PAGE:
Senator Mark Daly:
The purpose of this Adjournment matter is to query the response from the British Government in respect of the requests for release of the files on the Dublin and Monaghan bombings. I am aware the Secretary of State for Northern Ireland has said it will continue to talk about the issue, but that is not the same as releasing files. Those files have been in secure locations for the past 40 years. As stated recently in this House by me and others, if my country was accused of mass murder, the first thing I would say is that we had nothing to do with it, we have nothing to hide, we have information that might be of assistance and if we can be of assistance in identifying the perpetrators we will assist our neighbours. One cannot say on the one hand that we have improved relations with our neighbours, as we have in many areas in the past 40 years, while on the other hand they are accused of the largest killing in one day where collusion is suspected. Many reports, including the Barron report, have said it is most likely that the British security forces were involved. The question is whether it had sanction. Was it cleared at the highest level?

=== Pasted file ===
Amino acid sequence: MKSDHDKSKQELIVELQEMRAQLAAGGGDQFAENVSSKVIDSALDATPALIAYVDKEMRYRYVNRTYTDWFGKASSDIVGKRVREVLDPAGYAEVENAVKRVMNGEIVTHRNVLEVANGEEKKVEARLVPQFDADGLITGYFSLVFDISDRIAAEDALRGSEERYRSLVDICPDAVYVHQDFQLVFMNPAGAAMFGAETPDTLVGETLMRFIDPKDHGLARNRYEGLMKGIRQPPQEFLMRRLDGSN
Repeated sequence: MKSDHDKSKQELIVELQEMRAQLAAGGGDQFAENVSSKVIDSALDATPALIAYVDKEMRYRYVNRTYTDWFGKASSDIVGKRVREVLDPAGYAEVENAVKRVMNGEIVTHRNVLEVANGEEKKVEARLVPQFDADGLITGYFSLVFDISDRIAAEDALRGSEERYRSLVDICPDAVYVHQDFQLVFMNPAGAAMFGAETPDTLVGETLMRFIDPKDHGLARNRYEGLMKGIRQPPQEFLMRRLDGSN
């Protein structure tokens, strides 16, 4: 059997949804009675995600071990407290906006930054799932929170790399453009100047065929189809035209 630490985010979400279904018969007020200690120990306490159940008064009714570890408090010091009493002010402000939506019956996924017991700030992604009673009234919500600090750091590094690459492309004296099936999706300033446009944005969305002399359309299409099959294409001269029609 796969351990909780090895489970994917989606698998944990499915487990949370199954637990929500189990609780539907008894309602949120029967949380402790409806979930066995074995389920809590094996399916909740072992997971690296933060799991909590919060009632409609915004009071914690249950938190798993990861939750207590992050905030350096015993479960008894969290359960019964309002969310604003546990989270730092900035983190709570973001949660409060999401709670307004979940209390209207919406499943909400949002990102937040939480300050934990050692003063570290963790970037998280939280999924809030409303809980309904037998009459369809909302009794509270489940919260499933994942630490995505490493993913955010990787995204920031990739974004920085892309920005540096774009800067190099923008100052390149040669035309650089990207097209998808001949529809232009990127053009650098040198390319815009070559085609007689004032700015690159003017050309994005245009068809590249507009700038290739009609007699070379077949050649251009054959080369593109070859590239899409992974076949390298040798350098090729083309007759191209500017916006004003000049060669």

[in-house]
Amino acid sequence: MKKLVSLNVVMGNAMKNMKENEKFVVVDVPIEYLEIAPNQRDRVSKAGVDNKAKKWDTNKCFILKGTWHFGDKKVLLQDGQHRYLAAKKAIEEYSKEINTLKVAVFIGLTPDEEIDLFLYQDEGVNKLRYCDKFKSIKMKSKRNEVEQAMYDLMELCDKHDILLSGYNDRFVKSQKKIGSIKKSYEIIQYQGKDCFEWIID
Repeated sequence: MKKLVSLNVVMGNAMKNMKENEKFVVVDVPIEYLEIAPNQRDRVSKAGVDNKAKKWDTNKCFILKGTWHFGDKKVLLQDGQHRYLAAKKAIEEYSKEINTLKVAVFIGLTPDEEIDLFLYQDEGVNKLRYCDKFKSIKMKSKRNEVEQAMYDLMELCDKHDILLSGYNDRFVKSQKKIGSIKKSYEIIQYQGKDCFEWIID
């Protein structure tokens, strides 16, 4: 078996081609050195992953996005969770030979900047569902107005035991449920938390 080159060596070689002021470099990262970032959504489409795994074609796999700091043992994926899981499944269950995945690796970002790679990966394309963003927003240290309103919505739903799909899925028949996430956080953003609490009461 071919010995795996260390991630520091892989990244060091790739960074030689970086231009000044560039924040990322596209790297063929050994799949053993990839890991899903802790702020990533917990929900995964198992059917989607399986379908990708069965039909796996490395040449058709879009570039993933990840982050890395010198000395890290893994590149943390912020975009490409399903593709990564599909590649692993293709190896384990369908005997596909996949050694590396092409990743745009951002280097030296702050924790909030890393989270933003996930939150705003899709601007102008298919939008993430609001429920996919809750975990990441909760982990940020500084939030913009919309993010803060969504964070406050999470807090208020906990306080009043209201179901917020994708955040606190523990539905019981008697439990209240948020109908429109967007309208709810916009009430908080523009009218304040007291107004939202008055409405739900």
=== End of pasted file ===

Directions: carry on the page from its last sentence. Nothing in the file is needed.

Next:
Minister for European Affairs:
I thank the Senator for raising this issue. As he is aware, the legacy of the past continues to seriously disrupt political and community life in Northern Ireland. The Government is committed to playing an active and constructive role in dealing with the issues, including through raising relevant matters with counterparts in the British Government. The Government continues to support the all-party Dáil motions of July 2008 and May 2011 urging the British Government to allow access by an independent international judicial figure to all original documents in its possession relating to the Dublin-Monaghan bombings. In May 2014, the Minister for Foreign Affairs and Trade raised this matter with Secretary of State for Northern Ireland, Theresa Villiers, who undertook to reflect afresh on the Government’s request to grant access to the relevant documents. The Government has expressed its solidarity with the victims and survivors of the Dublin-Monaghan bombings and their families. The Taoiseach, the Minister of State with responsibility for development and I participated in memorial events on the 40th anniversary of the bombings and the Minister for Foreign Affairs and Trade recently announced renewed funding for Justice for the Forgotten, a group which works with the families affected by the bombings, through that Department’s reconciliation fund.